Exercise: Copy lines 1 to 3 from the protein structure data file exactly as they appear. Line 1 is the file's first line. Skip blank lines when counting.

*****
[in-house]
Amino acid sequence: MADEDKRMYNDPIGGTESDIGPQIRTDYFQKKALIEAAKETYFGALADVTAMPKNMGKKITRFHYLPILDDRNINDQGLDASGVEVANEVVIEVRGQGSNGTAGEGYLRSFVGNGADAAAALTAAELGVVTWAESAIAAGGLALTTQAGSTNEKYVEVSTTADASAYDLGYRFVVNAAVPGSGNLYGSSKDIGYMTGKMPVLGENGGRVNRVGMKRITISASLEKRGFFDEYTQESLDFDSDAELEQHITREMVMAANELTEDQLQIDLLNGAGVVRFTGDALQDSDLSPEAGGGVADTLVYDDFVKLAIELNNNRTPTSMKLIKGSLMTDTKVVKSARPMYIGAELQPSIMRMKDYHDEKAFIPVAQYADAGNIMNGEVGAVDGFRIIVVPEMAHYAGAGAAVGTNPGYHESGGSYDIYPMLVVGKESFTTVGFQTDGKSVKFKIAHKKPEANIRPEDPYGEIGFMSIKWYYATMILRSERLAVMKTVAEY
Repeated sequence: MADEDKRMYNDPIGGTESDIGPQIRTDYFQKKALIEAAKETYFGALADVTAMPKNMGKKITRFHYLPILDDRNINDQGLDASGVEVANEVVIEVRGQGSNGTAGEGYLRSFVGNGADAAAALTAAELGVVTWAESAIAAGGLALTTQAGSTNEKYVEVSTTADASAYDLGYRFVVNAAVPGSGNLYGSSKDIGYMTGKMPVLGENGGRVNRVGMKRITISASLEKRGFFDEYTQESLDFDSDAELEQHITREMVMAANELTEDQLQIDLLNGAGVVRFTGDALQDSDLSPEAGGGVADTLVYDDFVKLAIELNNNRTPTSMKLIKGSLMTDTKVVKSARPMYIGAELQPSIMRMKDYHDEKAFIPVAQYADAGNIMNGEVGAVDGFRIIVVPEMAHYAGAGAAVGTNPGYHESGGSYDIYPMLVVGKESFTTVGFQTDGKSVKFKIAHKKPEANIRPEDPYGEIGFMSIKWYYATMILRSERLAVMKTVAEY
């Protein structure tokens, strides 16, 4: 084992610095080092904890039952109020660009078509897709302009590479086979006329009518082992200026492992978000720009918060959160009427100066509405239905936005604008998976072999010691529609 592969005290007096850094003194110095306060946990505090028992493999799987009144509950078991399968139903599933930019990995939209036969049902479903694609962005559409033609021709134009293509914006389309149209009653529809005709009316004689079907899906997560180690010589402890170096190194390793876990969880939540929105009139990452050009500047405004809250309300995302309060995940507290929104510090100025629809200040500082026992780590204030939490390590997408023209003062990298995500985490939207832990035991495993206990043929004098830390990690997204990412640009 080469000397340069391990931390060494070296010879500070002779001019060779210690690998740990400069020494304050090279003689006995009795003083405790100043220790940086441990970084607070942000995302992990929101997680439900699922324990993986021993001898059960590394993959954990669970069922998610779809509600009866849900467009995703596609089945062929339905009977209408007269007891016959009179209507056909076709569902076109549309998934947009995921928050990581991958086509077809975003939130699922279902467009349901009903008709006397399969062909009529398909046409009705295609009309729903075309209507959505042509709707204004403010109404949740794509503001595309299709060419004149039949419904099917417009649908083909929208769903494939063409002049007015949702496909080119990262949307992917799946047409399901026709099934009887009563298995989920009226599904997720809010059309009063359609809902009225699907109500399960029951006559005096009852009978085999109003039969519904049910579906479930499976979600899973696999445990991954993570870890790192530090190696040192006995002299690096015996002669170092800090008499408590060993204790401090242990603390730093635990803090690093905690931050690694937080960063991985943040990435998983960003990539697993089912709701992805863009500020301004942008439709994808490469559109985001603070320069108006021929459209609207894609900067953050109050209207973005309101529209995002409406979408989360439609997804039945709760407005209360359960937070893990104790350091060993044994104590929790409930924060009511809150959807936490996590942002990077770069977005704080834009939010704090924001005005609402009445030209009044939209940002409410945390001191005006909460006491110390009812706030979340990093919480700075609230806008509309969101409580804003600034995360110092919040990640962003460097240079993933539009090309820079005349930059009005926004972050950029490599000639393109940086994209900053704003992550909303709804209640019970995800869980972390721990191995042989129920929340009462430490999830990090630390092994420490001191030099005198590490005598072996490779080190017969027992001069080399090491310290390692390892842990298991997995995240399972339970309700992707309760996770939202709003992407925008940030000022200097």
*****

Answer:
[in-house]
Amino acid sequence: MADEDKRMYNDPIGGTESDIGPQIRTDYFQKKALIEAAKETYFGALADVTAMPKNMGKKITRFHYLPILDDRNINDQGLDASGVEVANEVVIEVRGQGSNGTAGEGYLRSFVGNGADAAAALTAAELGVVTWAESAIAAGGLALTTQAGSTNEKYVEVSTTADASAYDLGYRFVVNAAVPGSGNLYGSSKDIGYMTGKMPVLGENGGRVNRVGMKRITISASLEKRGFFDEYTQESLDFDSDAELEQHITREMVMAANELTEDQLQIDLLNGAGVVRFTGDALQDSDLSPEAGGGVADTLVYDDFVKLAIELNNNRTPTSMKLIKGSLMTDTKVVKSARPMYIGAELQPSIMRMKDYHDEKAFIPVAQYADAGNIMNGEVGAVDGFRIIVVPEMAHYAGAGAAVGTNPGYHESGGSYDIYPMLVVGKESFTTVGFQTDGKSVKFKIAHKKPEANIRPEDPYGEIGFMSIKWYYATMILRSERLAVMKTVAEY
Repeated sequence: MADEDKRMYNDPIGGTESDIGPQIRTDYFQKKALIEAAKETYFGALADVTAMPKNMGKKITRFHYLPILDDRNINDQGLDASGVEVANEVVIEVRGQGSNGTAGEGYLRSFVGNGADAAAALTAAELGVVTWAESAIAAGGLALTTQAGSTNEKYVEVSTTADASAYDLGYRFVVNAAVPGSGNLYGSSKDIGYMTGKMPVLGENGGRVNRVGMKRITISASLEKRGFFDEYTQESLDFDSDAELEQHITREMVMAANELTEDQLQIDLLNGAGVVRFTGDALQDSDLSPEAGGGVADTLVYDDFVKLAIELNNNRTPTSMKLIKGSLMTDTKVVKSARPMYIGAELQPSIMRMKDYHDEKAFIPVAQYADAGNIMNGEVGAVDGFRIIVVPEMAHYAGAGAAVGTNPGYHESGGSYDIYPMLVVGKESFTTVGFQTDGKSVKFKIAHKKPEANIRPEDPYGEIGFMSIKWYYATMILRSERLAVMKTVAEY